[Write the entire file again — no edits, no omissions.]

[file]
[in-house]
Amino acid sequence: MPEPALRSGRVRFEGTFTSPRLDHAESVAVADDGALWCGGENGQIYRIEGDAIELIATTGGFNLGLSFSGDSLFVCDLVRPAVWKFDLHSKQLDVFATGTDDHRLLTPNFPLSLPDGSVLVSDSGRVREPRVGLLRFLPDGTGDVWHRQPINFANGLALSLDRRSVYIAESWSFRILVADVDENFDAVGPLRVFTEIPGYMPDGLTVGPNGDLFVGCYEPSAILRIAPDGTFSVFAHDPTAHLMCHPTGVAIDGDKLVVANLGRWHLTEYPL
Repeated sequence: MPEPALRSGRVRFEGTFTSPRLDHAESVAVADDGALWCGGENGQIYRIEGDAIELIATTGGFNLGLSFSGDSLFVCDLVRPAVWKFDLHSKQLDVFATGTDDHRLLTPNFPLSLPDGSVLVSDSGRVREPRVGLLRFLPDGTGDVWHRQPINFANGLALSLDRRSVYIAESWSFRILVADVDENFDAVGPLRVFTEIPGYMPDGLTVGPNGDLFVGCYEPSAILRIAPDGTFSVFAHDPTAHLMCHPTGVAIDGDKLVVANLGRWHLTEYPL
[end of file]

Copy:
[in-house]
Amino acid sequence: MPEPALRSGRVRFEGTFTSPRLDHAESVAVADDGALWCGGENGQIYRIEGDAIELIATTGGFNLGLSFSGDSLFVCDLVRPAVWKFDLHSKQLDVFATGTDDHRLLTPNFPLSLPDGSVLVSDSGRVREPRVGLLRFLPDGTGDVWHRQPINFANGLALSLDRRSVYIAESWSFRILVADVDENFDAVGPLRVFTEIPGYMPDGLTVGPNGDLFVGCYEPSAILRIAPDGTFSVFAHDPTAHLMCHPTGVAIDGDKLVVANLGRWHLTEYPL
Repeated sequence: MPEPALRSGRVRFEGTFTSPRLDHAESVAVADDGALWCGGENGQIYRIEGDAIELIATTGGFNLGLSFSGDSLFVCDLVRPAVWKFDLHSKQLDVFATGTDDHRLLTPNFPLSLPDGSVLVSDSGRVREPRVGLLRFLPDGTGDVWHRQPINFANGLALSLDRRSVYIAESWSFRILVADVDENFDAVGPLRVFTEIPGYMPDGLTVGPNGDLFVGCYEPSAILRIAPDGTFSVFAHDPTAHLMCHPTGVAIDGDKLVVANLGRWHLTEYPL